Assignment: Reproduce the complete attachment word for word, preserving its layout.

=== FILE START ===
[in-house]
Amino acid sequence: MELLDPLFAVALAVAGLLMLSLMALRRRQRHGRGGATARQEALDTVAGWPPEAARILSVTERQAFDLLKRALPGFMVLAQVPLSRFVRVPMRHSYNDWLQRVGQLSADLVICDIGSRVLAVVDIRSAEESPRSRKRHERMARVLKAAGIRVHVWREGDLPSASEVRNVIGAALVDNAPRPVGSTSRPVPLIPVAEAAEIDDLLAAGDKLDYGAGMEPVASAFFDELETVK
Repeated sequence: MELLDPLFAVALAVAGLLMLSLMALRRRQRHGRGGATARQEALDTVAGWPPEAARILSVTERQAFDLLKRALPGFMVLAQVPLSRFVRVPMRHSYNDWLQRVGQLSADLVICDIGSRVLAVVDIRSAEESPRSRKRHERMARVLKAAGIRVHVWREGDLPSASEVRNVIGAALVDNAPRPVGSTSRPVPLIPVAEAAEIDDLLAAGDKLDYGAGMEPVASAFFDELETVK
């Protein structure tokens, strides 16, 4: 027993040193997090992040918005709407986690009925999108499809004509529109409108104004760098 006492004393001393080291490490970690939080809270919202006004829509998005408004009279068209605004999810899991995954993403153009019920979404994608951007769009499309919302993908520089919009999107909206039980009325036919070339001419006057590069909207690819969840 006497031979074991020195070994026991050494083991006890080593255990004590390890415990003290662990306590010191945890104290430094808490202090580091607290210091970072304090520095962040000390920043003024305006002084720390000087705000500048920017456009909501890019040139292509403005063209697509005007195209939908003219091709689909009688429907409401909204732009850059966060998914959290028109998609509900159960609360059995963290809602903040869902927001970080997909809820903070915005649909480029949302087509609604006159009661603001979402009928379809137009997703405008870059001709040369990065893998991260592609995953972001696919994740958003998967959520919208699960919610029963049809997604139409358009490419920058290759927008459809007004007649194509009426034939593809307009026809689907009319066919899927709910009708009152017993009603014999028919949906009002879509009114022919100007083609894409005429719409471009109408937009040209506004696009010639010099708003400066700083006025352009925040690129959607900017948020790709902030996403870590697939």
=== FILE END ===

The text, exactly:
[in-house]
Amino acid sequence: MELLDPLFAVALAVAGLLMLSLMALRRRQRHGRGGATARQEALDTVAGWPPEAARILSVTERQAFDLLKRALPGFMVLAQVPLSRFVRVPMRHSYNDWLQRVGQLSADLVICDIGSRVLAVVDIRSAEESPRSRKRHERMARVLKAAGIRVHVWREGDLPSASEVRNVIGAALVDNAPRPVGSTSRPVPLIPVAEAAEIDDLLAAGDKLDYGAGMEPVASAFFDELETVK
Repeated sequence: MELLDPLFAVALAVAGLLMLSLMALRRRQRHGRGGATARQEALDTVAGWPPEAARILSVTERQAFDLLKRALPGFMVLAQVPLSRFVRVPMRHSYNDWLQRVGQLSADLVICDIGSRVLAVVDIRSAEESPRSRKRHERMARVLKAAGIRVHVWREGDLPSASEVRNVIGAALVDNAPRPVGSTSRPVPLIPVAEAAEIDDLLAAGDKLDYGAGMEPVASAFFDELETVK
């Protein structure tokens, strides 16, 4: 027993040193997090992040918005709407986690009925999108499809004509529109409108104004760098 006492004393001393080291490490970690939080809270919202006004829509998005408004009279068209605004999810899991995954993403153009019920979404994608951007769009499309919302993908520089919009999107909206039980009325036919070339001419006057590069909207690819969840 006497031979074991020195070994026991050494083991006890080593255990004590390890415990003290662990306590010191945890104290430094808490202090580091607290210091970072304090520095962040000390920043003024305006002084720390000087705000500048920017456009909501890019040139292509403005063209697509005007195209939908003219091709689909009688429907409401909204732009850059966060998914959290028109998609509900159960609360059995963290809602903040869902927001970080997909809820903070915005649909480029949302087509609604006159009661603001979402009928379809137009997703405008870059001709040369990065893998991260592609995953972001696919994740958003998967959520919208699960919610029963049809997604139409358009490419920058290759927008459809007004007649194509009426034939593809307009026809689907009319066919899927709910009708009152017993009603014999028919949906009002879509009114022919100007083609894409005429719409471009109408937009040209506004696009010639010099708003400066700083006025352009925040690129959607900017948020790709902030996403870590697939």